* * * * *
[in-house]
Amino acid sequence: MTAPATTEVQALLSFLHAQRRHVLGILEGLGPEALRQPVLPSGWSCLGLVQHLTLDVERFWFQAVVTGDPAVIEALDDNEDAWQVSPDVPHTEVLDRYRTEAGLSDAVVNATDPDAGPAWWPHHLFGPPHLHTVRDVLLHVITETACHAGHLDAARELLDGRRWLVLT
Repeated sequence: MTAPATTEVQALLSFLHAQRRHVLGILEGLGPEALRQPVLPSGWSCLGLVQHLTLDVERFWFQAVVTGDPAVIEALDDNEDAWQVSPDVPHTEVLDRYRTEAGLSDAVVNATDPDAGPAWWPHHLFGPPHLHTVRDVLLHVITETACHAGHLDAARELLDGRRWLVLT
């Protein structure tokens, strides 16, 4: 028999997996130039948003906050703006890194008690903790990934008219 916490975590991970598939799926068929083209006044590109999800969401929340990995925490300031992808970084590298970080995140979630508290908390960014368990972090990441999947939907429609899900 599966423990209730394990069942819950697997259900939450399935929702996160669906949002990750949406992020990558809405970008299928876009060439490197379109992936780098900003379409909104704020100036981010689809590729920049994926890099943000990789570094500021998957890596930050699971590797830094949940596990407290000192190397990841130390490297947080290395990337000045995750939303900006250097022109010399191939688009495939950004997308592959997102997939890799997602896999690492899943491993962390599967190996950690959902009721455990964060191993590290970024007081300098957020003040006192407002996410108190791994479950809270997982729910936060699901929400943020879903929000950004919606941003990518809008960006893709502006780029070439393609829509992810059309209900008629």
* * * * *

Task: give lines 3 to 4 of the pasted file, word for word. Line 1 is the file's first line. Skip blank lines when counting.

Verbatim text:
Repeated sequence: MTAPATTEVQALLSFLHAQRRHVLGILEGLGPEALRQPVLPSGWSCLGLVQHLTLDVERFWFQAVVTGDPAVIEALDDNEDAWQVSPDVPHTEVLDRYRTEAGLSDAVVNATDPDAGPAWWPHHLFGPPHLHTVRDVLLHVITETACHAGHLDAARELLDGRRWLVLT
């Protein structure tokens, strides 16, 4: 028999997996130039948003906050703006890194008690903790990934008219 916490975590991970598939799926068929083209006044590109999800969401929340990995925490300031992808970084590298970080995140979630508290908390960014368990972090990441999947939907429609899900 599966423990209730394990069942819950697997259900939450399935929702996160669906949002990750949406992020990558809405970008299928876009060439490197379109992936780098900003379409909104704020100036981010689809590729920049994926890099943000990789570094500021998957890596930050699971590797830094949940596990407290000192190397990841130390490297947080290395990337000045995750939303900006250097022109010399191939688009495939950004997308592959997102997939890799997602896999690492899943491993962390599967190996950690959902009721455990964060191993590290970024007081300098957020003040006192407002996410108190791994479950809270997982729910936060699901929400943020879903929000950004919606941003990518809008960006893709502006780029070439393609829509992810059309209900008629």